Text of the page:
by Diana La Femina, Head Editor, INALJ South Carolina
How to Thrive After a Set-Back
Sometimes things happen in your professional life that you have no control over. The secret is to think of how you can turn these events into opportunities. (Easier said than done, I know.) In my usual way, I’ll explain with an example from my own life.
Early in April I was let go from my position due to restructuring within the organization and subsequent redundancy of my position. I was lucky because this didn’t come as a shock; I had about five weeks between when I realized the inevitable and when I was let go. That’s a lot of time for planning. I also lucked out because the organization I worked for has some amazing people who all looked out for me. (I realized then, as I do now, just how lucky I was.) Honestly, I can’t speak highly enough of the company I worked for or the people I worked with.
All of this enabled me to plan early and hit the ground running when I was eventually let go. You might need more time to adjust to circumstances than I needed to, or perhaps you’ve been under/ unemployed for a while now and just need to readjust your strategy. Regardless, it’s the strategy that I want to focus on now.
Being unemployed gave me one thing I hadn’t had while working: time. Time to job search, to network, and to better position myself for the job I wanted. I had been working in corporate investment banking, and while I was perfectly competent at my job and appreciate all the experience I gained, the position didn’t work to my strengths. In fact, working in corporate banking further solidified my desire to work in public service and libraries. Being unemployed gave me the time to work towards that goal.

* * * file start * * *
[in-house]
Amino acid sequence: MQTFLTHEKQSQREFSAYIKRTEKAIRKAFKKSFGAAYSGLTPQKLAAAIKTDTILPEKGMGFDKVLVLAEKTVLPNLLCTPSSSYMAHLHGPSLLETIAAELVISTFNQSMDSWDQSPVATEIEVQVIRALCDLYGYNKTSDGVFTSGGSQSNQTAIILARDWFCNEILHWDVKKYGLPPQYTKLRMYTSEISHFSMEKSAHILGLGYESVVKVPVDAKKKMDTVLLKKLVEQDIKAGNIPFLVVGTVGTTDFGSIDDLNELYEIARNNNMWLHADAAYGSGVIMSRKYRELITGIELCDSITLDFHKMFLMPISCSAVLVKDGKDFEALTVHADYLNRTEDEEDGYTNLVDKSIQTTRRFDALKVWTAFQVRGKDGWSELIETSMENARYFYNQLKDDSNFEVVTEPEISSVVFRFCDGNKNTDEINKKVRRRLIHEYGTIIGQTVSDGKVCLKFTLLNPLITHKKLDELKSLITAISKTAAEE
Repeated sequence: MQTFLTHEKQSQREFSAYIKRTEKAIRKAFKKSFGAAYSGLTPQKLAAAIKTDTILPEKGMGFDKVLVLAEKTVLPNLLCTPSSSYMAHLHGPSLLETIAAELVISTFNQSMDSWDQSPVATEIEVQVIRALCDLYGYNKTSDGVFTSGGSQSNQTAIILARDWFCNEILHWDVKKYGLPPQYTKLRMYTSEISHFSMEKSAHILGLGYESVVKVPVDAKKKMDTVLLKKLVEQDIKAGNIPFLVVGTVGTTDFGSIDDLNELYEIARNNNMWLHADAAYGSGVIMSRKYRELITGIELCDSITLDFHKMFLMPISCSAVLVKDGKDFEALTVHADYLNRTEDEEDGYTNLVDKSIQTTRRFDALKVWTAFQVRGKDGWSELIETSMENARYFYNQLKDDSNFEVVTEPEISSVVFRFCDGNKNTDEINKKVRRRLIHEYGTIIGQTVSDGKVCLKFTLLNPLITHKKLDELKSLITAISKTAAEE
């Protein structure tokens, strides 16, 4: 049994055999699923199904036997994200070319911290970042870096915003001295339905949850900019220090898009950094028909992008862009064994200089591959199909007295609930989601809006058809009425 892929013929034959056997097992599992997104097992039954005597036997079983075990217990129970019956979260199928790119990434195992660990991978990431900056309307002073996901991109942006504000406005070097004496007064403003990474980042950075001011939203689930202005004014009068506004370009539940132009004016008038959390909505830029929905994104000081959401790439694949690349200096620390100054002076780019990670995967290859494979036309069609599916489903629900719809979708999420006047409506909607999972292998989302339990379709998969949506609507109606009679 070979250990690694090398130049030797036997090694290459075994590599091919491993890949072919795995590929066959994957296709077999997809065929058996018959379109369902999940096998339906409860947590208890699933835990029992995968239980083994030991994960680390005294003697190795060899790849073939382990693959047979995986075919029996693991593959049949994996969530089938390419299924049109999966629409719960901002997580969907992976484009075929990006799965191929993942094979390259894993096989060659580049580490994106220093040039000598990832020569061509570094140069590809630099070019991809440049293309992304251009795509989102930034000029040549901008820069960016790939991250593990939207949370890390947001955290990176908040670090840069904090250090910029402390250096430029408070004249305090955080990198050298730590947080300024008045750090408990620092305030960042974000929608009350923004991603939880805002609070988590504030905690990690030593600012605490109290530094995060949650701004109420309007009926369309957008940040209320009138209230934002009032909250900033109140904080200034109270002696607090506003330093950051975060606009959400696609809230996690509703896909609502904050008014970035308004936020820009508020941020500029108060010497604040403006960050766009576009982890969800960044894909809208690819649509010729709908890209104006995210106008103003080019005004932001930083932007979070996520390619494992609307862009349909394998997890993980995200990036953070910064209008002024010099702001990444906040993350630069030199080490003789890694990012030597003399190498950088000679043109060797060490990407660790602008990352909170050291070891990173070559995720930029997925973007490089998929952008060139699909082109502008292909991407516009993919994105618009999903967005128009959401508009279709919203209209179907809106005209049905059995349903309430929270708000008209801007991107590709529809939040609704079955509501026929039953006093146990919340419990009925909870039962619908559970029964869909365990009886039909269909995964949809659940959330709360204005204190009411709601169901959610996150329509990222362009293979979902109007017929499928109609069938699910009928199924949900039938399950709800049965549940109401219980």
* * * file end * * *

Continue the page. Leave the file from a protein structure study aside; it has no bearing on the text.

Here are my tips for restructuring your job search strategy after a setback:
1. Be gentle with yourself
The first thing I did was allow myself time to rest. I had been working 10-hour days, minimum, for over a year. At the beginning of a transition it’s important to not expect yourself to hit the ground running, or to expect to know what you’ll need to do immediately. You need time to plan and mentally prepare yourself. If the transition came as a shock then it’s doubly important for you to be gentle with yourself. Give yourself time to adjust, and don’t beat yourself up.
2. Begin to plan
This is important. A plan, or strategy, will give you a framework for what you need to do. It will give you direction for the days you’re not sure what you should do, and it will help you be optimistic about the future. What type of jobs do you want? What are the general requirements for that position? How can you leverage your past experiences to help you? What experience or skills do you currently lack, and how can you gain them?
3. Get your resume in order
Once you have your game plan and know what jobs you’re aiming for you can get your resume in order. Really spend some time on this and explain how your experiences make you qualified. I won’t go into resume writing here (though feel free to contact me if you have a question), but there are already fantastic posts and resources out there.
4. Get reacquainted with the community
If you’re reading this, odds are your chosen job has something to do with librarianship. Your next step, then, is to get involved with the library community. Join ALA if you haven’t already, as well as any other relevant organizations (I’m also a member of METRO). Join groups on LinkedIn and Facebook. Read about current affairs in the library world, new advancements, recent issues or discussions. Most important, get involved! Join conversations, tweet or otherwise post interesting articles, compliment others on interesting and well-though-out replies to posts. Not only will this make you feel more connected to the community, it will help get your name out there.
5. Network, network, network
Nowadays, some obscene percentage of people will get positions through networking (I think it’s something like 85%-90%, but don’t quote me on that). It really is necessary, and it’s easier to do than you think. Engaging people on social media is networking, as is informational interviewing. The more people you engage with and know that you’re currently looking for an opportunity, the higher your likelihood of you finding opportunities.
6. Think outside the box when it comes to opportunities
Personally, I’m looking into volunteer opportunities. It’s a way for me to get experience and to network. I’m also in a position where I can take a part-time job. Two part-time jobs, where either one or both is helping you gain professional experience, can be just as helpful as a full-time position. It might be a bit harder to juggle, but it’s worth it if it leverages you for success in the near future.